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Cranes: Flagships for Biodiversity Conservation and Sustainable Livelihoods in Africa, by Richard Beilfuss, International Crane Foundation

April 2, 2019

Cranes are among the most revered birds in the world, and the most endangered. The Grey Crowned Crane is the national bird of Uganda, appearing on the national flag and coat of arms. Nigeria and South Africa also honor cranes as their national bird, and the cranes feature prominently in the traditional folklore of the Zulu, Xhosa, Khoikhoi, and many other peoples. Yet cranes are among the most endangered families of birds in Africa, with all four resident species on the IUCN Red List, and in the coming years climate change, water security, population growth, invasive species, and other challenges will further imperil cranes and the diverse places where they live.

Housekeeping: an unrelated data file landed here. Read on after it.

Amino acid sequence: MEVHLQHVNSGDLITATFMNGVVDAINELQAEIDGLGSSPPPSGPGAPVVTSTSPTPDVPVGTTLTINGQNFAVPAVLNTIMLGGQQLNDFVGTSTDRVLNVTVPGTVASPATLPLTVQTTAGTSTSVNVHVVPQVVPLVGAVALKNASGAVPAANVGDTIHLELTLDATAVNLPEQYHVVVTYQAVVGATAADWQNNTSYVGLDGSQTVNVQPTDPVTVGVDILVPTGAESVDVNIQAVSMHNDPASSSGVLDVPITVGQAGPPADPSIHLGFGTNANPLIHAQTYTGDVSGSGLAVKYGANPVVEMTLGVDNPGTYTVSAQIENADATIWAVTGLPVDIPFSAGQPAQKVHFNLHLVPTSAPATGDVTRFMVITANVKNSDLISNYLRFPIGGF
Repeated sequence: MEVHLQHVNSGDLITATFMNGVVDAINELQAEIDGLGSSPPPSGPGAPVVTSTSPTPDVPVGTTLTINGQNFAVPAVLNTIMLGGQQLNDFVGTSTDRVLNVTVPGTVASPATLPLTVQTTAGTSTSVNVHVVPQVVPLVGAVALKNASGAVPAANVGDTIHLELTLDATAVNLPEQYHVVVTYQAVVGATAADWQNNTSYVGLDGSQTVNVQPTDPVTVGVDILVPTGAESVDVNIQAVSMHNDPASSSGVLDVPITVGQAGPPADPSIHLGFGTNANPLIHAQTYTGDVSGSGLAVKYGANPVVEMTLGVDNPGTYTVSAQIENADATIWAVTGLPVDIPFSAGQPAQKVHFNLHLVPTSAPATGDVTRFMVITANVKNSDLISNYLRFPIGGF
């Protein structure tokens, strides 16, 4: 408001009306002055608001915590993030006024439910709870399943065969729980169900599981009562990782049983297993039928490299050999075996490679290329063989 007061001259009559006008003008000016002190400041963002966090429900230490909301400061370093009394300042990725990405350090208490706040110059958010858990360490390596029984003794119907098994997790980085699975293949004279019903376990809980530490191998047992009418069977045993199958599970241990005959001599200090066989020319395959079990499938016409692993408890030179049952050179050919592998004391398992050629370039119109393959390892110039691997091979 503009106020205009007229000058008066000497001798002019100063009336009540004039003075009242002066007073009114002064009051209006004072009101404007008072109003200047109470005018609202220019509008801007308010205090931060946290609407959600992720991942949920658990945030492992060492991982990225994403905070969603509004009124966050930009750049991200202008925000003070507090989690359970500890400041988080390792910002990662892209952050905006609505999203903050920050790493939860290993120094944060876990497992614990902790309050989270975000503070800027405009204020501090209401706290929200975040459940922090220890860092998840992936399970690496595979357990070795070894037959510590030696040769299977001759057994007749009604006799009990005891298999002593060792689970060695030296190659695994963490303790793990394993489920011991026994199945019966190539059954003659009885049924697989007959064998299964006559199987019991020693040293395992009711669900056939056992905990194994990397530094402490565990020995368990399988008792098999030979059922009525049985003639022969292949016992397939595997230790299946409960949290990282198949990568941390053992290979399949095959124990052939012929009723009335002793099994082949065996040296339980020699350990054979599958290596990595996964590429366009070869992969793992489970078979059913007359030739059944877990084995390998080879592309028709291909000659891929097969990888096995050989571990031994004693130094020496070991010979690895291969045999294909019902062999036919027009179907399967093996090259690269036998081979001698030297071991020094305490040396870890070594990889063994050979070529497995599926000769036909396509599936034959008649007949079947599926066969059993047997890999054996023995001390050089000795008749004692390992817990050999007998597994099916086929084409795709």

The International Crane Foundation-USA and Endangered Wildlife Trust-South Africa work in partnership across Africa, with regional programs based in Uganda, Zambia, and South Africa and projects in 12 countries. Through the charisma of cranes we bring people together to protect and restore the wetlands, grasslands, and agricultural landscapes on which they depend on, seeking innovative pathways to sustain our land, water, and livelihoods. In East Africa, we focus on community land conservation to secure wetlands and enhance climate resiliency on agricultural landscapes through population-health-environment-sustainable livelihoods (PHESL) programs. In Southern Africa, we engage with large protected areas as models for “working wetlands” that support biodiversity, water security, and other ecosystem services.

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